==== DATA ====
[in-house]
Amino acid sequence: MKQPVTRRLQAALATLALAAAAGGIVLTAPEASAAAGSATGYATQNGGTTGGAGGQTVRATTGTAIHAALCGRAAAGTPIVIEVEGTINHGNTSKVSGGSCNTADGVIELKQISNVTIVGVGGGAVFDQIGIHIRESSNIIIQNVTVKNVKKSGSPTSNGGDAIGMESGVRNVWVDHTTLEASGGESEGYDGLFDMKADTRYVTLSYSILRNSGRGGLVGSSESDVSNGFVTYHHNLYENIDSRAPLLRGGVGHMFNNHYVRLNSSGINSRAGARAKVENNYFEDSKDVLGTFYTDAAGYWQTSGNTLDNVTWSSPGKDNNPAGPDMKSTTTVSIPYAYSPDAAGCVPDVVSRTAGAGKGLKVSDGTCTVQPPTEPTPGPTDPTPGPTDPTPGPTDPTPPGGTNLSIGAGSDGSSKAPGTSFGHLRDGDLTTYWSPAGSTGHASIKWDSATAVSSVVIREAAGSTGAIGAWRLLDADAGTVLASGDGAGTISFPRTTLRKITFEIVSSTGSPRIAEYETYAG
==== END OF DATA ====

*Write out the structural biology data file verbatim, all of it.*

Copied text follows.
[in-house]
Amino acid sequence: MKQPVTRRLQAALATLALAAAAGGIVLTAPEASAAAGSATGYATQNGGTTGGAGGQTVRATTGTAIHAALCGRAAAGTPIVIEVEGTINHGNTSKVSGGSCNTADGVIELKQISNVTIVGVGGGAVFDQIGIHIRESSNIIIQNVTVKNVKKSGSPTSNGGDAIGMESGVRNVWVDHTTLEASGGESEGYDGLFDMKADTRYVTLSYSILRNSGRGGLVGSSESDVSNGFVTYHHNLYENIDSRAPLLRGGVGHMFNNHYVRLNSSGINSRAGARAKVENNYFEDSKDVLGTFYTDAAGYWQTSGNTLDNVTWSSPGKDNNPAGPDMKSTTTVSIPYAYSPDAAGCVPDVVSRTAGAGKGLKVSDGTCTVQPPTEPTPGPTDPTPGPTDPTPGPTDPTPPGGTNLSIGAGSDGSSKAPGTSFGHLRDGDLTTYWSPAGSTGHASIKWDSATAVSSVVIREAAGSTGAIGAWRLLDADAGTVLASGDGAGTISFPRTTLRKITFEIVSSTGSPRIAEYETYAG